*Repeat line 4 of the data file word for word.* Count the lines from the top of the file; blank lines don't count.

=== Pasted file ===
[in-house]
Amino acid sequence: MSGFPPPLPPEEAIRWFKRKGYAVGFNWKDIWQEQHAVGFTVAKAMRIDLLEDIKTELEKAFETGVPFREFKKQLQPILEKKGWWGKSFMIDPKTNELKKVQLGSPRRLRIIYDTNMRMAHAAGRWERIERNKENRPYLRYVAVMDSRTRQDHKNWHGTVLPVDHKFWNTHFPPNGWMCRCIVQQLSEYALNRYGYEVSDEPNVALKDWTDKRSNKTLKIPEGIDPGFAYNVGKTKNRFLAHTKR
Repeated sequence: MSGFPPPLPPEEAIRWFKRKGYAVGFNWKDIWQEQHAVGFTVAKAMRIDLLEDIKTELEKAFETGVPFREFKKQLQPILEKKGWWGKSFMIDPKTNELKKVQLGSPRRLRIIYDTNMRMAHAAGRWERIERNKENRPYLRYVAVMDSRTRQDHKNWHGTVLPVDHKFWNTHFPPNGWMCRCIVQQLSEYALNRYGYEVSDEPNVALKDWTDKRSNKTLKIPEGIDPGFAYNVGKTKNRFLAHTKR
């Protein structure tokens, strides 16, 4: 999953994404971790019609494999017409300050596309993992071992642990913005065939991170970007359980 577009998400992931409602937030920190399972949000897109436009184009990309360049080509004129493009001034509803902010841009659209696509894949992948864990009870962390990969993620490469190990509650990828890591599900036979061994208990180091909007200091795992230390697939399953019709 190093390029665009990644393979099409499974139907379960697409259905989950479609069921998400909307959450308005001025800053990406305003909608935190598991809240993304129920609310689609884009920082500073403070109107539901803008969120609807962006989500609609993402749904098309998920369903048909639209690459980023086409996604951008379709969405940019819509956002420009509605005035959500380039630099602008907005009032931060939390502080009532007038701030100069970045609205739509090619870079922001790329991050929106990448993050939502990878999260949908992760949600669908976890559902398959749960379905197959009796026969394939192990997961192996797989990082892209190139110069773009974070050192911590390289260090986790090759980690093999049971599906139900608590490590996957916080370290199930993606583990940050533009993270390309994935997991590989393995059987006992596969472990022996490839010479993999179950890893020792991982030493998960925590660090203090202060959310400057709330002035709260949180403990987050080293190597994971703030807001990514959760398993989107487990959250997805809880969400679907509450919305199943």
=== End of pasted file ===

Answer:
């Protein structure tokens, strides 16, 4: 999953994404971790019609494999017409300050596309993992071992642990913005065939991170970007359980 577009998400992931409602937030920190399972949000897109436009184009990309360049080509004129493009001034509803902010841009659209696509894949992948864990009870962390990969993620490469190990509650990828890591599900036979061994208990180091909007200091795992230390697939399953019709 190093390029665009990644393979099409499974139907379960697409259905989950479609069921998400909307959450308005001025800053990406305003909608935190598991809240993304129920609310689609884009920082500073403070109107539901803008969120609807962006989500609609993402749904098309998920369903048909639209690459980023086409996604951008379709969405940019819509956002420009509605005035959500380039630099602008907005009032931060939390502080009532007038701030100069970045609205739509090619870079922001790329991050929106990448993050939502990878999260949908992760949600669908976890559902398959749960379905197959009796026969394939192990997961192996797989990082892209190139110069773009974070050192911590390289260090986790090759980690093999049971599906139900608590490590996957916080370290199930993606583990940050533009993270390309994935997991590989393995059987006992596969472990022996490839010479993999179950890893020792991982030493998960925590660090203090202060959310400057709330002035709260949180403990987050080293190597994971703030807001990514959760398993989107487990959250997805809880969400679907509450919305199943």